We used to hear that some problems were too big for anything but government to solve--poverty, say, or the uneven distribution of health care. But most of those woes have gotten bigger, while government's scope and ambitions have gotten smaller. What we've come to understand is that some problems are simply too big to be solved except by all of us.
And that's where the genius of the market comes in. Planetary troubles like climate change, food insecurity, resource scarcity, and disease represent the challenges of our generation, and of many to come. But for a lot of smart, ambitious people, they also represent the profit-making opportunity of a lifetime. As futurist Andrew Zolli writes in his magisterial introduction to this year's Fast 50, we may be on the cusp of nothing less than capitalism's third revolution. As in the first two, sparked respectively by industry and information, profit-driven companies and entrepreneurs are coming up with new technologies and strategies that will change our notions of production, consumption, and wealth. And this time around, they may together do nothing less than save the planet.
It is those people and ideas that we celebrate in this issue--and what a riot of innovation, imagination, and experimentation they represent. They include old-line companies that are coming to recognize that waste is expensive and sustainability good for the bottom line: Shaw Industries, the nation's largest carpet manufacturer, has discovered that it's cheaper to recycle carpet using cradle-to-cradle design than to make it from new raw materials. They include insightful thinkers who are bending existing technologies and strategies to new ends: In the Philippines, Globe Telecom lets low-income customers use their cell phones to send and receive cash, pay bills, or shop--banking for the unbanked.
Most breathtakingly, I think, the Fast 50 also include innovators with mind-blowing new technologies. There's Henk Verweijmeren, who had an epiphany watching sheep warm themselves in the heat radiated by a stretch of road. His system pumps water through pipes embedded in asphalt; placed in just 15% of Holland's roads, it would produce more energy than all that country's utilities. There's Cambridge Consultants, which has devised a 4-cent, one-piece inhaler for administering vaccines easily and cheaply.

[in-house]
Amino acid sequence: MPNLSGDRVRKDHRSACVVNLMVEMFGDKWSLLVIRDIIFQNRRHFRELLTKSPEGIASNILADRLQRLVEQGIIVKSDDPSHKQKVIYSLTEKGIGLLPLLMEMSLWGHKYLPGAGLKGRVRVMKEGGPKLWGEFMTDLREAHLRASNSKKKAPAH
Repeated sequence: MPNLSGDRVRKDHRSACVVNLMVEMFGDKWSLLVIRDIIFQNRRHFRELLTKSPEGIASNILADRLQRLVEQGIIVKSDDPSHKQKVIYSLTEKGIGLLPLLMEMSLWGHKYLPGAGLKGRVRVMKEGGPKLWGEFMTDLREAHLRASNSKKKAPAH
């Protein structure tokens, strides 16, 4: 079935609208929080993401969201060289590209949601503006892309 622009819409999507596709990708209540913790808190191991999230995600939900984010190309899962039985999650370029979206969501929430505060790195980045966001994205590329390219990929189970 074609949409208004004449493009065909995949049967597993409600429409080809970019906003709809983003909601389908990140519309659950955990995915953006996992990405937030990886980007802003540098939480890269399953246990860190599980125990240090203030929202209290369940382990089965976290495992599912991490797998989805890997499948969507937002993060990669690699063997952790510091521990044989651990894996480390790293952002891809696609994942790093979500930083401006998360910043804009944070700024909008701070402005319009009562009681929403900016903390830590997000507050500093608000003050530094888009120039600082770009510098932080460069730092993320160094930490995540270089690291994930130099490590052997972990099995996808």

And there's the great story of Vestergaard Frandsen, a 40-year-old Danish company that used to make uniforms. Now it uses cutting-edge textile technology to make lifesaving products, including mosquito netting impregnated with long-lasting insecticides, and a water-filtering drinking straw. The beauty part: The lifesaving company is 10 times as big as the old uniform business.
I don't mean to get all smiley-faced about this. Our challenges remain daunting, and the solutions themselves are sometimes problematic in this interlocking world. Biofuel, for example, seems like a nifty idea. But there are already signs that the industry's demand for corn is forcing up prices for tortillas, a staple of the poor in Mexico.
Still, this year's Fast 50 gives hope even to a cynic like me. If our fate hinges on mankind's noble impulses, we are all doomed. With greed, on the other hand, good things are possible.